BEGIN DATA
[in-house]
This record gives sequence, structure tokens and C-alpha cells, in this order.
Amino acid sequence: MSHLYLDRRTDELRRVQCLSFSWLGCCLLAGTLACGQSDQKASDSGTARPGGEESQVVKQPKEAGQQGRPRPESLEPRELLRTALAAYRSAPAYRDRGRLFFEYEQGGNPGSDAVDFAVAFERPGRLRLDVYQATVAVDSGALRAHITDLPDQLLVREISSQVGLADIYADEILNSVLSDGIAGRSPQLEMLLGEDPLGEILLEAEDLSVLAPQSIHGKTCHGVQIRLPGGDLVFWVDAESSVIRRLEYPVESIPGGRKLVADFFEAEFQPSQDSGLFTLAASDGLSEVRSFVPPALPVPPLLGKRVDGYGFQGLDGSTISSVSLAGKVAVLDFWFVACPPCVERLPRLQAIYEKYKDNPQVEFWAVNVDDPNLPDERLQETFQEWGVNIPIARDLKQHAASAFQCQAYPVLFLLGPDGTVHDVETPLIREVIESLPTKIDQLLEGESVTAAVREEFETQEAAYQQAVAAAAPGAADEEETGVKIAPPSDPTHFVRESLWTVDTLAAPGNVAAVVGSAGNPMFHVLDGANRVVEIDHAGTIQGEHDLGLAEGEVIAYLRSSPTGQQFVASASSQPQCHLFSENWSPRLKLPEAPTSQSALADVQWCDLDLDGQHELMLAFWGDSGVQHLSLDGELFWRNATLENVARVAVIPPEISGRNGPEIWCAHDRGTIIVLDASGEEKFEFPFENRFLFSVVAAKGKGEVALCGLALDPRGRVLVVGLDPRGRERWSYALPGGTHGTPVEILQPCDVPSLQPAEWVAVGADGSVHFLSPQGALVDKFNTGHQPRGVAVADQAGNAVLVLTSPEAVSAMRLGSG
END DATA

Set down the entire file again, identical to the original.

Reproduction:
[in-house]
This record gives sequence, structure tokens and C-alpha cells, in this order.
Amino acid sequence: MSHLYLDRRTDELRRVQCLSFSWLGCCLLAGTLACGQSDQKASDSGTARPGGEESQVVKQPKEAGQQGRPRPESLEPRELLRTALAAYRSAPAYRDRGRLFFEYEQGGNPGSDAVDFAVAFERPGRLRLDVYQATVAVDSGALRAHITDLPDQLLVREISSQVGLADIYADEILNSVLSDGIAGRSPQLEMLLGEDPLGEILLEAEDLSVLAPQSIHGKTCHGVQIRLPGGDLVFWVDAESSVIRRLEYPVESIPGGRKLVADFFEAEFQPSQDSGLFTLAASDGLSEVRSFVPPALPVPPLLGKRVDGYGFQGLDGSTISSVSLAGKVAVLDFWFVACPPCVERLPRLQAIYEKYKDNPQVEFWAVNVDDPNLPDERLQETFQEWGVNIPIARDLKQHAASAFQCQAYPVLFLLGPDGTVHDVETPLIREVIESLPTKIDQLLEGESVTAAVREEFETQEAAYQQAVAAAAPGAADEEETGVKIAPPSDPTHFVRESLWTVDTLAAPGNVAAVVGSAGNPMFHVLDGANRVVEIDHAGTIQGEHDLGLAEGEVIAYLRSSPTGQQFVASASSQPQCHLFSENWSPRLKLPEAPTSQSALADVQWCDLDLDGQHELMLAFWGDSGVQHLSLDGELFWRNATLENVARVAVIPPEISGRNGPEIWCAHDRGTIIVLDASGEEKFEFPFENRFLFSVVAAKGKGEVALCGLALDPRGRVLVVGLDPRGRERWSYALPGGTHGTPVEILQPCDVPSLQPAEWVAVGADGSVHFLSPQGALVDKFNTGHQPRGVAVADQAGNAVLVLTSPEAVSAMRLGSG